December 2013

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Page 35 of 75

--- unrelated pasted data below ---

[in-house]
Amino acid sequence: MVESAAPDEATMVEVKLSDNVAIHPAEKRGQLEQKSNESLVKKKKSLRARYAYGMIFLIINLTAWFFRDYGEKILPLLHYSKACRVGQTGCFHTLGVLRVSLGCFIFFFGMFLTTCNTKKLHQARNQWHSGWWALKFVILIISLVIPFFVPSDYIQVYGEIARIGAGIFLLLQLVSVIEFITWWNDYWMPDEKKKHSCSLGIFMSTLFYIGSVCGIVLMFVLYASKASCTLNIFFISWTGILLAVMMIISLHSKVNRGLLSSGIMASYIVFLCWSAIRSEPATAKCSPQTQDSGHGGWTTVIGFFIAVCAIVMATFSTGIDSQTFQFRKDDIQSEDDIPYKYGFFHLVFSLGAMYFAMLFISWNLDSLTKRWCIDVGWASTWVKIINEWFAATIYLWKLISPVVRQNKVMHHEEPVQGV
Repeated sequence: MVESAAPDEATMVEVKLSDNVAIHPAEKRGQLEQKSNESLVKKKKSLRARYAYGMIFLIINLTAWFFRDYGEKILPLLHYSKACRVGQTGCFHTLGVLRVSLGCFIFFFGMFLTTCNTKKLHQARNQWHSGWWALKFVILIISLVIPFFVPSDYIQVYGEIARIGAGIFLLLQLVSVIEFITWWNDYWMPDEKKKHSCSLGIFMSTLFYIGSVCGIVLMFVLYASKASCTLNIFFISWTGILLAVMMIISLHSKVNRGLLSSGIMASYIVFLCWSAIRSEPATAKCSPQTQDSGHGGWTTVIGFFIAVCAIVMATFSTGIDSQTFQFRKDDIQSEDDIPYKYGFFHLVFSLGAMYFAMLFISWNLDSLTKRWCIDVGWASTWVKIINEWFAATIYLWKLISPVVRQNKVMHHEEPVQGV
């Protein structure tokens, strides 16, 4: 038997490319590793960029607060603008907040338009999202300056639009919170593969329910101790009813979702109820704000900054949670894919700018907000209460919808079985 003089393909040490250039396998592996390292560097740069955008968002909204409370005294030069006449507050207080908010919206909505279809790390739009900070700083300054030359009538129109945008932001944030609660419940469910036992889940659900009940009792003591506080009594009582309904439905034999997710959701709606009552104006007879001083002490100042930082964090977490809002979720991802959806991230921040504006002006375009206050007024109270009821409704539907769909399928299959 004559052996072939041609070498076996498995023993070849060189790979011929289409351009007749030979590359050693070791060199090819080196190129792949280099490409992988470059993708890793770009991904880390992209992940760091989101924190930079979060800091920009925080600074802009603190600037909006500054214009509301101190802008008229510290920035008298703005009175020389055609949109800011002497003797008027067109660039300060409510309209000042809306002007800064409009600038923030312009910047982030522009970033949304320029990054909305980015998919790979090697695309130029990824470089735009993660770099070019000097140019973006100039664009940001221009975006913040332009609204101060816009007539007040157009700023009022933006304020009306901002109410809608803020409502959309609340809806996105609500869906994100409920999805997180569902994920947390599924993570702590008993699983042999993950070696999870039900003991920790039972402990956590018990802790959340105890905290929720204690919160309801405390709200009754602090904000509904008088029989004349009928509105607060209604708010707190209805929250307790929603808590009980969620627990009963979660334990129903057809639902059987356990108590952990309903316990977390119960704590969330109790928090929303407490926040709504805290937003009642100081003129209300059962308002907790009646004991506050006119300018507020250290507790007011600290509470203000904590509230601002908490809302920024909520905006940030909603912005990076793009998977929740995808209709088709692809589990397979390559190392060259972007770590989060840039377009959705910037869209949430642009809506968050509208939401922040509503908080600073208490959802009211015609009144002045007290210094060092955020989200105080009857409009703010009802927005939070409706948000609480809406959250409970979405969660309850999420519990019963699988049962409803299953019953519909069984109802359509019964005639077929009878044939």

Riding High in Houston As AED gets set to roll out the 2014 Summit & CONDEX in the "Oil Capital of the World," CED peers into the sectors that make equipment dealers pretty darn glad to be here. BY GILES LAMBERTSON The City of Houston decorated the reflection pool area outside City Hall just before Thanksgiving, preparing for the Mayor's Holiday Celebration & Tree Lighting on Dec. 6. Once Santa takes his leave, AED comes to town Jan. 15-17. CED photo by Phil Grant. Sam Houston was a proud, stubborn, and accomplished man, and his namesake city displays the same characteristics. Slugged by recession in 2008-'09, the southern Texas city was only momentarily staggered before resuming its prosperous march. The difference between the economic downturn in Houston and elsewhere, said Jerry Nevlud, CEO of the Houston chapter of Associated General Contractors, is that Houston's wasn't as long-lasting. "We were one of the last ones to go into recession and, because of oil and gas, one of the first ones out. We experienced some lean times, but not for as long." As a state, Texas dodged the recessionary bullet partly because of landuse policies that don't inflate land prices. Developers were able to build and sell reasonably affordable housing and avoid the extremes of speculation and underwater mortgages that devastated other areas. "We did have a downturn, a lot of it based on real estate," said Curtis Lindsey, president of Houston's Lindsey Construction. "But we hadn't had the escalation of new home construction that some places did. We experienced 3 to 5 percent growth, so we didn't have near the distance to fall. The correction wasn't as hard." Which is not to say that builders and equipment dealers were unscathed by the economic slowdown. "I wouldn't call the recession a minor downturn," Lindsay added. "You hear of stories that business activity was down 70-80 percent in some parts of the country. From the friends I have in this market, most of them were down about 50 percent in volume. I'd call that major." Busy to Really Busy The state of the construction economy in this seaport city is described by industry observers in adjectives ranging from "steady" to "boom." The former estimation is by an executive in the heavy construction industry who 34 | www.cedmag.com | Construction Equipment Distribution | December 2013 prefers not to be quoted, perhaps because it sounds ungrateful in 2013 to bemoan steady work. In any event, his complaint is apt to be short-lived: Plenty of highway work is in the pipeline. The Houston District of the Texas Department of Transportation delivered $1.3 billion in construction projects in Fiscal Year 2013, which ended Aug. 31. It was the highest dollar value of construction ever authorized by the district in a single year. "This major milestone comes at a time when demand for the use of our roads is increasing and our highway infrastructure continues to age," said the Houston District engineer, Mike Alford. For contractors who missed out on those contracts, the good news is the department expects to contract another billion dollars of work in the current fiscal year. A major roadway is being carved from Texas soil some 25 miles north of the city center. San Antonio-based (continued on page 38)

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